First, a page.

I don’t envy Yellowcard’s night after night chore of choosing a set list at this point, even just the skeleton of a set list. The difference between Yellowcard and other band’s that have made it to five records (and an EP release or two on top of that) is that fans connect with the majority of each record. The result isn’t an easy 10-20 choice of songs to play each night. It’s a ridiculous 40-50 song choice that makes it impossible to guarantee everybody walks away from a show completely satisfied. Nonetheless, it’s a good problem to have but a problem that’s only going to get worse after the release of their latest album, Southern Air.
Inspired by Ryan Key’s return to living in the south- in Athens, Georgia no less- Southern Air is what the band should sound like. I love Paper Walls and When You’re Through Thinking, Say Yes but most fans like the band’s stuff that’s inspired by the southern attitude. There’s something about the vibe of youth and peace on Ocean Avenue. There’s something about the band’s longing for home and hating L.A. on Lights and Sounds too. People just connect with those albums better. Southern Air has this southern feel to it but it’s a different southern feel. It’s about a guy whose getting older and looking back on his life, but living in an environment that allows him to do that. It’s mellow/acoustic driven record, it just has a lot of that emotion bleeding out of it through it’s lyrics. Musically it sounds like a Yellowcard album. It’s got the same type of energy that people have come to expect song to song and album to album. Musically only a couple of things are done differently. There’s a completely acoustic song as something not completely new, a few changes in guitar solos, and a couple of odds and ends here and there, but there’s no doubt that Southern Air is pure Yellowcard.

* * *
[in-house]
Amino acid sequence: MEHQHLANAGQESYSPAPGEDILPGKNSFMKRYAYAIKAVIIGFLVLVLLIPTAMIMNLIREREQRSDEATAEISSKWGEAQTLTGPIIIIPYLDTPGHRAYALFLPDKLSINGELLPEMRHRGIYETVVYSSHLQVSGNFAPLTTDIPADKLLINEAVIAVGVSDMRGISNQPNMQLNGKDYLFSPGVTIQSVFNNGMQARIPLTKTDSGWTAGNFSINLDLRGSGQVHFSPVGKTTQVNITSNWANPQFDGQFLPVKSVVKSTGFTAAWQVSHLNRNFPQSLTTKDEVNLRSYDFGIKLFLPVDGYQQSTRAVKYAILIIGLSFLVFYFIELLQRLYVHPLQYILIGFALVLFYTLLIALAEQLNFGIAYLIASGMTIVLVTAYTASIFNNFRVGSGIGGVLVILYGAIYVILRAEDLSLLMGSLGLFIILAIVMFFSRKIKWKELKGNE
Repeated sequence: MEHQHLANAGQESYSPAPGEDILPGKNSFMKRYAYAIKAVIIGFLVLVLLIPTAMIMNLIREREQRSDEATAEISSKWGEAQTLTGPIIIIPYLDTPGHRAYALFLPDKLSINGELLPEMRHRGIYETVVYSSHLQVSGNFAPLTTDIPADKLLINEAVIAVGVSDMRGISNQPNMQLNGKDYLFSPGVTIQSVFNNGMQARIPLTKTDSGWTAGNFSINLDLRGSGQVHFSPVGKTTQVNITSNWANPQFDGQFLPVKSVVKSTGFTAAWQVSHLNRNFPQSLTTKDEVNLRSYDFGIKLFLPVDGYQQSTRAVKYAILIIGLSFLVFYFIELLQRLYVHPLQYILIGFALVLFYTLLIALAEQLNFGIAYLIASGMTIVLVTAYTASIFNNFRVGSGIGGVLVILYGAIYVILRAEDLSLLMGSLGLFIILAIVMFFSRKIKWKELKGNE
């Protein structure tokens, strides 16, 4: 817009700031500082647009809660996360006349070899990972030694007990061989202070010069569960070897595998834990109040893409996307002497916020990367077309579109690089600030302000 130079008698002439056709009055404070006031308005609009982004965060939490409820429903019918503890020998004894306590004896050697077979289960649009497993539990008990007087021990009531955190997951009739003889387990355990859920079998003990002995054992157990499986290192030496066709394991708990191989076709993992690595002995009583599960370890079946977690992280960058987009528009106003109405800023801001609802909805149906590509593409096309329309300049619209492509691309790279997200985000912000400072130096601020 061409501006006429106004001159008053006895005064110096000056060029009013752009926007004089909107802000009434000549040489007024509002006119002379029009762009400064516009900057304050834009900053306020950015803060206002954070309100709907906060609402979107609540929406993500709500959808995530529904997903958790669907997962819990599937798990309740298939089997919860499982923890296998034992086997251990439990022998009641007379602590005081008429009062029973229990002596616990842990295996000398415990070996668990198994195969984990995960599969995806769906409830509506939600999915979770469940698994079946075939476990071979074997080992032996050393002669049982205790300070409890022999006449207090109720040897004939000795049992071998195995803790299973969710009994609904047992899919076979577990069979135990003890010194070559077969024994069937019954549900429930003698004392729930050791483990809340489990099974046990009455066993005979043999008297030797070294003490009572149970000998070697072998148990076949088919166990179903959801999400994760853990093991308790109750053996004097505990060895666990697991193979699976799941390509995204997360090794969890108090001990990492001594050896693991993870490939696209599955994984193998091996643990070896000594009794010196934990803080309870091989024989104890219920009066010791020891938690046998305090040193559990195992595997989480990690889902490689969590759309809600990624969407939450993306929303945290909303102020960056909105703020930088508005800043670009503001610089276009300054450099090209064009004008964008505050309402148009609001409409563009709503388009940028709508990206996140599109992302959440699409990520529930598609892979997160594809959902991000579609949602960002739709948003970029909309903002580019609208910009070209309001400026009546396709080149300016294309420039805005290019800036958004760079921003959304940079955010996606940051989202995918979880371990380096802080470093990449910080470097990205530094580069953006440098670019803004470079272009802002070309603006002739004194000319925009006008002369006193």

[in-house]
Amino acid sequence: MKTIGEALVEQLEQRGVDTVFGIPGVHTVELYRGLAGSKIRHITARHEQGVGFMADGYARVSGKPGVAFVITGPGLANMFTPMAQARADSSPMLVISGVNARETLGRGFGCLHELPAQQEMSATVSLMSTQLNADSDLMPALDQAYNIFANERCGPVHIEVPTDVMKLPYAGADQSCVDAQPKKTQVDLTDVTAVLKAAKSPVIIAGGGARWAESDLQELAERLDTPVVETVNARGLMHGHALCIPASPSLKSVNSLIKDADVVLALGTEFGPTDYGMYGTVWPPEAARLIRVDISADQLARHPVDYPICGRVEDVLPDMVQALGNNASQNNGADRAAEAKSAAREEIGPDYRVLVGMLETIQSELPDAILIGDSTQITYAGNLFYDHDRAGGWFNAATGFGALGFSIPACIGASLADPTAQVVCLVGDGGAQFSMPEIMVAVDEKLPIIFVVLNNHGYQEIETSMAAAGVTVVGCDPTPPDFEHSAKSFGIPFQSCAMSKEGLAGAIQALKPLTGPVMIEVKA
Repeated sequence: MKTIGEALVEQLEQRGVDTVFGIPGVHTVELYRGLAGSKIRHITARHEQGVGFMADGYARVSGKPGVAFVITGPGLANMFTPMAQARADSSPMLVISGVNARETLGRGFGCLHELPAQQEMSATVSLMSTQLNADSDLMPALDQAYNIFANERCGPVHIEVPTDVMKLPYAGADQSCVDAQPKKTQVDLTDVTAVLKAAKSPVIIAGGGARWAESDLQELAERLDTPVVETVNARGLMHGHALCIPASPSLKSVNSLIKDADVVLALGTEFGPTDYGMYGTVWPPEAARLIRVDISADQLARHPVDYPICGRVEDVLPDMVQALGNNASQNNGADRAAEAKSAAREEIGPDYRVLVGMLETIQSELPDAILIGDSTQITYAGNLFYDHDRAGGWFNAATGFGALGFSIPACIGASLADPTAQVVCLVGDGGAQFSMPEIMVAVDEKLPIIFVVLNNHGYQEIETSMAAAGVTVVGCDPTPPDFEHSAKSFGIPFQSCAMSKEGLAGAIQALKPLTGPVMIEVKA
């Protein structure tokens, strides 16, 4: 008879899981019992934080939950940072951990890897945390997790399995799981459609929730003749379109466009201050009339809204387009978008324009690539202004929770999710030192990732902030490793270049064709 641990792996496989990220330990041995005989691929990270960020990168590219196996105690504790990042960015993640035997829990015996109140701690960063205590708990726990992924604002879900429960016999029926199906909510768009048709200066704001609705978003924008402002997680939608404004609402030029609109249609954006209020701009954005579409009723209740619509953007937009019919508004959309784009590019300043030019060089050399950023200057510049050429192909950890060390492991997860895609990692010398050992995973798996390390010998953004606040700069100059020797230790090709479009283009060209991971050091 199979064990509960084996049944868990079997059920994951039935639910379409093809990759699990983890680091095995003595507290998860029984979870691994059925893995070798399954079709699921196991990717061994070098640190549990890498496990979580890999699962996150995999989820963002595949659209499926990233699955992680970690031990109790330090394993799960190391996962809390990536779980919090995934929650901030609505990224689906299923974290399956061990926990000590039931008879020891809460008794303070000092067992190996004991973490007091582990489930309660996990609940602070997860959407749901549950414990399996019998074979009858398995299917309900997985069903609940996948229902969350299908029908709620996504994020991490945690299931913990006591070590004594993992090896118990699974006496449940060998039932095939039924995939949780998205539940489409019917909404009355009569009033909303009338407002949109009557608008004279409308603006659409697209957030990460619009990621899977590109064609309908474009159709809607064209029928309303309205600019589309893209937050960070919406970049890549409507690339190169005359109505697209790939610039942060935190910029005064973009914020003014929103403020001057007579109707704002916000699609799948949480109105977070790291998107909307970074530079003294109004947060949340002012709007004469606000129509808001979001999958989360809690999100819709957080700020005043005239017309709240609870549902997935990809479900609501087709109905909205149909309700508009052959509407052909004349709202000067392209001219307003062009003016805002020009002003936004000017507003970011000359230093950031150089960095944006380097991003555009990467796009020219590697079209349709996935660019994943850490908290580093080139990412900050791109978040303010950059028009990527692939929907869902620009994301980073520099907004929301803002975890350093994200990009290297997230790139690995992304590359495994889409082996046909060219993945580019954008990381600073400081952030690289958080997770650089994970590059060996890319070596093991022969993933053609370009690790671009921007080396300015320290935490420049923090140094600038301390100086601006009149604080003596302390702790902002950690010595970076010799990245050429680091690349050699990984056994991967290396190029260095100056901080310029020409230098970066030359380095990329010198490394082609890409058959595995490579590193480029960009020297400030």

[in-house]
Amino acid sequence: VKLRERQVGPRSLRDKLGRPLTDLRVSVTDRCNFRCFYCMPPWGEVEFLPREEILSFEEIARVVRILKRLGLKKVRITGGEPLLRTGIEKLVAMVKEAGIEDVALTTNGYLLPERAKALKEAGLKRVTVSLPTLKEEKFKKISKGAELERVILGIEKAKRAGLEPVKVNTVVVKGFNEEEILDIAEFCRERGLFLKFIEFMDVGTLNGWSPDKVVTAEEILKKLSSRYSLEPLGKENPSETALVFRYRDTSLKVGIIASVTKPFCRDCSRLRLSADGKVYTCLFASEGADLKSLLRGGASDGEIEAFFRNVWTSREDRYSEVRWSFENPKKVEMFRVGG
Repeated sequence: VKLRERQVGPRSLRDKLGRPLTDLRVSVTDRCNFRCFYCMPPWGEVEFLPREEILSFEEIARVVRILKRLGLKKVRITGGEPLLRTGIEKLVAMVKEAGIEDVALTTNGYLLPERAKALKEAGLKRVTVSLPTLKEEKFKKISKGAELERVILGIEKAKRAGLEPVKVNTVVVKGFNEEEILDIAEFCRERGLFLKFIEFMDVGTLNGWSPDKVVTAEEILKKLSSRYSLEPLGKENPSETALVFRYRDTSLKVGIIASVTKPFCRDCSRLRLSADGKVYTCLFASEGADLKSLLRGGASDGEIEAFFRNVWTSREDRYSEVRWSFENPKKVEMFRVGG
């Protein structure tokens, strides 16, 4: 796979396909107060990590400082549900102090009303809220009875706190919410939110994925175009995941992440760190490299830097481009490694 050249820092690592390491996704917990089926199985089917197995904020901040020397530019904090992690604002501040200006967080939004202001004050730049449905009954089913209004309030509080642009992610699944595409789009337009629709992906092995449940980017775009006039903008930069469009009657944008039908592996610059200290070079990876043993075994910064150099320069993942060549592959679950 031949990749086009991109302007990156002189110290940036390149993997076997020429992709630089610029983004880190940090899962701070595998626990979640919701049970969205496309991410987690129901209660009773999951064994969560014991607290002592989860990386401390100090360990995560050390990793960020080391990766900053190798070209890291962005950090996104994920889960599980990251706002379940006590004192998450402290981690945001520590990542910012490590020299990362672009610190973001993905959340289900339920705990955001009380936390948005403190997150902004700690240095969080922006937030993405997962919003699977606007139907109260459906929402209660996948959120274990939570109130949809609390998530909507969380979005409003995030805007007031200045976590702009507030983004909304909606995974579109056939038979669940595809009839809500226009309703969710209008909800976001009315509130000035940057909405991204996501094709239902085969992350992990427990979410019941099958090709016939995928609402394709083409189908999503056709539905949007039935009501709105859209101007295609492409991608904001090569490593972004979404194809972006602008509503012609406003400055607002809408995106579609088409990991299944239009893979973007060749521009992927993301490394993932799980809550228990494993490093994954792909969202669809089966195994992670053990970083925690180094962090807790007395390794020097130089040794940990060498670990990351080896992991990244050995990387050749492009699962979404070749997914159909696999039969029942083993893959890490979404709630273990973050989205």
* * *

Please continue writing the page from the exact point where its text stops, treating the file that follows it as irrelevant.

Fans of the band will connect with this album lyrically, especially the adult crowd already in or coming on their 30s. There’s a lot to identify- that includes the active tracks “Here I Am Alive” and “Always Summer” to the absolutely gut-wrenching acoustic song, “Ten.” Southern Air holds true to the quality of work that you’d expect out of this band, but it doesn’t make the task of choosing a set list night after night any easier for them. There are ten songs on this album to listen to over and over again.